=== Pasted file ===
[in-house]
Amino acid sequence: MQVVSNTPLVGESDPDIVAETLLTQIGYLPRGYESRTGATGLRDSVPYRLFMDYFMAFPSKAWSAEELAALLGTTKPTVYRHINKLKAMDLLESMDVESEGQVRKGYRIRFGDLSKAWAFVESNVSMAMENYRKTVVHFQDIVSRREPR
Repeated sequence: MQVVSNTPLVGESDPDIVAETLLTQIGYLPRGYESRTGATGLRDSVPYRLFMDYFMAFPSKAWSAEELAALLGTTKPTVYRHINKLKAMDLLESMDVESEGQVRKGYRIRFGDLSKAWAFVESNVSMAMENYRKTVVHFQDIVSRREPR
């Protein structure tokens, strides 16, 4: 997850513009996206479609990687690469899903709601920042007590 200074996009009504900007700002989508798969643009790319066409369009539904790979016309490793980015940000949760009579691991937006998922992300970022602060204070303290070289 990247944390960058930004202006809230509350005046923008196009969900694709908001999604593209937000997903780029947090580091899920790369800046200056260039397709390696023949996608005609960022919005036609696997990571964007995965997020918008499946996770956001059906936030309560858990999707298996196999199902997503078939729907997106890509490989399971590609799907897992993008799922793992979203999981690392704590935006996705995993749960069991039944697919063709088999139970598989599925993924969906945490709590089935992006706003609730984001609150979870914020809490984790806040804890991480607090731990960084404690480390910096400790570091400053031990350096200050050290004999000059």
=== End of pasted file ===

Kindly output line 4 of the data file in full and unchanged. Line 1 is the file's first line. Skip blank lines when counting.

């Protein structure tokens, strides 16, 4: 997850513009996206479609990687690469899903709601920042007590 200074996009009504900007700002989508798969643009790319066409369009539904790979016309490793980015940000949760009579691991937006998922992300970022602060204070303290070289 990247944390960058930004202006809230509350005046923008196009969900694709908001999604593209937000997903780029947090580091899920790369800046200056260039397709390696023949996608005609960022919005036609696997990571964007995965997020918008499946996770956001059906936030309560858990999707298996196999199902997503078939729907997106890509490989399971590609799907897992993008799922793992979203999981690392704590935006996705995993749960069991039944697919063709088999139970598989599925993924969906945490709590089935992006706003609730984001609150979870914020809490984790806040804890991480607090731990960084404690480390910096400790570091400053031990350096200050050290004999000059």